Israeli News: A Daily Analysis
Home
Search Site
About MultiEducator
The Colonies
For Educators
World History
Election Central
NationbyNation
Primary Source Documents
20th Century Almanac
Aviation History
Navy History
Railroad History
America's Wars
Biographies

Amistadt

Civics

History of Israel
Other Links
About Historycentral
Advertise
Contact US

A Daily Analysis
By Marc Schulman

August 16 , 2007 Abbas and Olmert Work Towards an Agreement

According to observers, Prime Minister Olmert and Palestinian President Abbas are working hard to reach an agreement, in principle, on all the major issues of a final settlement agreement.  The agreement will be physically between one to four pages long and will lay out the major terms for a final settlement. 
 
Minister of Interior Sheetrit was interviewed today on London and Kirshenbaum.  Even though he was not aware of any details, he welcomed any agreement that could be made.  He stated that Kadima was brought into existence for one purpose, to reach a peace agreement.  If Kadima does not succeed, there would have been no reason to leave the Likud.  Sheetreet further said that Olmert could either "make history or be history".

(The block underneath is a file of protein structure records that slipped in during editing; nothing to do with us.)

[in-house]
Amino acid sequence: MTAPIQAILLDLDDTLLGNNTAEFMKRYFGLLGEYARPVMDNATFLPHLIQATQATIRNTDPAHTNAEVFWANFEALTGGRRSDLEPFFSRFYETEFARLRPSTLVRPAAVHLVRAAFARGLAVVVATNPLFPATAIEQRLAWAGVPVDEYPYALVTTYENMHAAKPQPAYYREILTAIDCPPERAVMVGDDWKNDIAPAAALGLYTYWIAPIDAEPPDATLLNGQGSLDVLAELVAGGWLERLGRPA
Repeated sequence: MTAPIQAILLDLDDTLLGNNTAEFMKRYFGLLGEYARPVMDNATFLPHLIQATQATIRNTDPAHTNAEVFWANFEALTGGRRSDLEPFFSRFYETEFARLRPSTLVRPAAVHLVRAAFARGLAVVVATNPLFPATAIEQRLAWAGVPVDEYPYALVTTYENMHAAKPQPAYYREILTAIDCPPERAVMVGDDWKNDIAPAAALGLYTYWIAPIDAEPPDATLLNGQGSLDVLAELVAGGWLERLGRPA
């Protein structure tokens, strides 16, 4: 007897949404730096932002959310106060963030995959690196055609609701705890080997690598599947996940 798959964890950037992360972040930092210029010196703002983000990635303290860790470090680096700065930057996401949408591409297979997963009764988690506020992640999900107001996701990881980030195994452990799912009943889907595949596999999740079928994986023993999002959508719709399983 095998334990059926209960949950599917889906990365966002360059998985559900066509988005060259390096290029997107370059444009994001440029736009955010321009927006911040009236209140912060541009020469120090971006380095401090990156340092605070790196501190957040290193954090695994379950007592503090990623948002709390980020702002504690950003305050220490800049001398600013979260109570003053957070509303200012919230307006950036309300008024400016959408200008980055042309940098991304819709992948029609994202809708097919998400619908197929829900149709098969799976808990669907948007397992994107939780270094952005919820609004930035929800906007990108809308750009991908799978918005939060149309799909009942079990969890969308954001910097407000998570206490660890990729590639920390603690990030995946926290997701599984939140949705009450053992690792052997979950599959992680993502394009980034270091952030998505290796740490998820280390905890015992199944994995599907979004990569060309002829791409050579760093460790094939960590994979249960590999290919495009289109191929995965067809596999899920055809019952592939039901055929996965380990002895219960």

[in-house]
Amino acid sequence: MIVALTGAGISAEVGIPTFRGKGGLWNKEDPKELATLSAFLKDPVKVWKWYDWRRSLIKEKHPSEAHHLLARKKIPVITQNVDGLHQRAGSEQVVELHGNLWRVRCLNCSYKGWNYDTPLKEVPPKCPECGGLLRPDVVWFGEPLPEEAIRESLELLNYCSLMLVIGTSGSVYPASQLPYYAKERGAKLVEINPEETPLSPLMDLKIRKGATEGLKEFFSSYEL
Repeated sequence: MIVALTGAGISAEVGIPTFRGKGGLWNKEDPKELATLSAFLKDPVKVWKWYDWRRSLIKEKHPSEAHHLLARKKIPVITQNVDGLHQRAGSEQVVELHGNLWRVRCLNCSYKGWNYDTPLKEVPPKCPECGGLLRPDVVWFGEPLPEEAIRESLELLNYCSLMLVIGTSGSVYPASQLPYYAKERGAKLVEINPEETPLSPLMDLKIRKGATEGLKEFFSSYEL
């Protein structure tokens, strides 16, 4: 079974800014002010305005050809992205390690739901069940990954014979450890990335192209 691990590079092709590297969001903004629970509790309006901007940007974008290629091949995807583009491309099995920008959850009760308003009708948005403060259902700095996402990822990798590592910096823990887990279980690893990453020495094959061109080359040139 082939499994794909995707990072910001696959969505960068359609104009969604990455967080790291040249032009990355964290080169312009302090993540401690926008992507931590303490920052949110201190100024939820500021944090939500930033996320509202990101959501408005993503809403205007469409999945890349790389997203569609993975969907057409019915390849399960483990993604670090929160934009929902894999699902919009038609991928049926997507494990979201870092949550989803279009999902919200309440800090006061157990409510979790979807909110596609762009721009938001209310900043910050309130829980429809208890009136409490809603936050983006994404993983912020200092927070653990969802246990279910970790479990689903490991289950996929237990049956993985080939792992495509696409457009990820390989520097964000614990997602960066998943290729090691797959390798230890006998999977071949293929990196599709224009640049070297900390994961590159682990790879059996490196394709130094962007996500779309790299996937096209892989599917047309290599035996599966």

Sheetrit detailed the major changes he wants to make in the Ministry of Interior. He wants to institute new identity cards and passports, as the current ones, he claimed, are easy to counterfeit.  He also wants to redo the whole department of Population Registry and make it much easier to get a passport.  Finally, he wants to change the Law of Return.  He wants every Jew to able to come to Israel to live and work. However  Sheetreet want Jews to actually apply for citizenship. He wants them to take a citizenship exam as well, before becoming a citizen.  That is an interesting idea.
 
The Syrians have been hinting that they want to be invited to the summit that President Bush is putting together.  Assad seems unsure whether he is comfortable with the bear hug in which he is held by the Iranians. Assad's contradictory policies are affecting events in Lebanon, where tensions are rising, as the time to elect a new President rapidly approaches.